Indian aid to America

The United States administration of President Donald Trump has given India a historic push. It has elevated India to the rank of a developed economy. Hallelujah! Perhaps President Trump deserves a Bharat Ratna for helping India rise so fast in such a short period of time. No other politician has been able to stage this developmental miracle for India. If you still think India is a developing economy with per capita annual national income of just $2,000 compared with $60,000 for the US, then you must be living on a different planet, certainly not on Trump’s La La Land.

One cannot blame the simplistic mind of the Trump administration for having come to such a historic determination. After all, what about India do most of them see around them all the time? Some of America’s best educated, talented and best behaved people earning twice as much as an average white American. Consider the statistics. According to the well-known US public information surveying agency, Pew Research, the median household income of Indian immigrants in the US in 2015, at $1,01,591, was almost double that of not just all other immigrant nationalities ($51,000) but also almost double that of the average native American households ($56,000). If Indians around you in the US are so much better off than the average Joe, surely India must be a developed country!

Illustration: Bhaskaran Illustration: Bhaskaran

Of course, one reason why Indian Americans earn so much more is because they are better educated than the average Joe. Pew Research found that 72 per cent of Indian Americans in the age group of 25 and above were graduates, while only 19 per cent of all Americans had obtained a graduate degree, and 40 per cent of Indian Americans had obtained postgraduate degrees, with only 11 per cent of all Americans so qualified. So the average Joe thinks India must be doing more to educate its people. So why blame the average Joe and his president for imagining that India is a developed country?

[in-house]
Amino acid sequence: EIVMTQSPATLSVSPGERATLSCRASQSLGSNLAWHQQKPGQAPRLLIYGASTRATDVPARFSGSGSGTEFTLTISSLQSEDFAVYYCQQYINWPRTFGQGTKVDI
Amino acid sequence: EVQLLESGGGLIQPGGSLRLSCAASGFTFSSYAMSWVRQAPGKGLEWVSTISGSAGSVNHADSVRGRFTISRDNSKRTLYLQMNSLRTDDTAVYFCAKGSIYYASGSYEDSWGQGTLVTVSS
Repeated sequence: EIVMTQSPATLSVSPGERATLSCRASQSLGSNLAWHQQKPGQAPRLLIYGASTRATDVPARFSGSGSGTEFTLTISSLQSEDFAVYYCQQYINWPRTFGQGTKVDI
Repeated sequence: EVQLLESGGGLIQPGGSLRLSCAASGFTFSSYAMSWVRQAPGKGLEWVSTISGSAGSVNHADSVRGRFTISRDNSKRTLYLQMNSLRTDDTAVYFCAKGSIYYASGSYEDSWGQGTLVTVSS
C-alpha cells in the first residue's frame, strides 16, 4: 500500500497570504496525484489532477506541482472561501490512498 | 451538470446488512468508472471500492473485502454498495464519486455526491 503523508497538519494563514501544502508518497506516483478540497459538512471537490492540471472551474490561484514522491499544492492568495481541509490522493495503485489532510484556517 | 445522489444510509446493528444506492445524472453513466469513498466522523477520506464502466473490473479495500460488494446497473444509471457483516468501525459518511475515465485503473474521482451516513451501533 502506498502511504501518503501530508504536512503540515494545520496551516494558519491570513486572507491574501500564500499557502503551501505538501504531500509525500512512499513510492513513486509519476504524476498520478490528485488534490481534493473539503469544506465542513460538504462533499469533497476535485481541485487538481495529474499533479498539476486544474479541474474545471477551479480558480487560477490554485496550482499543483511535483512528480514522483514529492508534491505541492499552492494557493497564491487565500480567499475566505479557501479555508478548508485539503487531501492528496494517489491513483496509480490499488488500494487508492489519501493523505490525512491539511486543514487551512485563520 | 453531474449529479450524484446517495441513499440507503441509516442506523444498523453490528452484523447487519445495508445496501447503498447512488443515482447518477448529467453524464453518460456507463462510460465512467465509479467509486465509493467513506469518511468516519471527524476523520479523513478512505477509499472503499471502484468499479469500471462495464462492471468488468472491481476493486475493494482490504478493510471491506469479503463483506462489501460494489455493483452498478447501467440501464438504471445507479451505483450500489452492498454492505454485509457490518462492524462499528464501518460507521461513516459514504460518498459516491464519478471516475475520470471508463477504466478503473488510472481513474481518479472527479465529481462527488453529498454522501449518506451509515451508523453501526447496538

Now look at the other side of the coin. There are over four million Indian Americans in the US and almost all of them, with very few exceptions, either themselves or their parents, migrated after 1980. Less than 10 per cent of the 4.4 million migrated before 1980. A significant number of the migrants were initially educated in India, mostly in government subsidised public institutions. Their initial educational base was good enough for them to excel in institutions of higher learning in the US and get all those well-paying jobs. Today many of them contribute to the development of American science and technology, business and finance, academia and public institutions.

It would be worth quantifying the total economic contribution of Indian Americans to the United States, especially its growth after the end of the Cold War. The ‘brain drain’ to the US out of contemporary India may well be worth more than the ‘drain of wealth’ from colonial India to Imperial Britain. One could argue that by exporting talent, a developing country has aided the continued global dominance of a developed one. The sum could well run into trillions of dollars and that should be considered India’s aid to the US.

US trade negotiators complain that India remains closed to US imports and is running a trade surplus. India’s negotiators could tell their counterparts that the talent this country has exported to the US more than makes up for this. In fact, a developing India is contributing by the hour to keep developed America developed. President Trump may complain that many Indian Americans are not voting for him. That, too, is an important contribution of Indian Americans to America’s development.

Baru is an economist and a writer. He was adviser to former prime minister Manmohan Singh.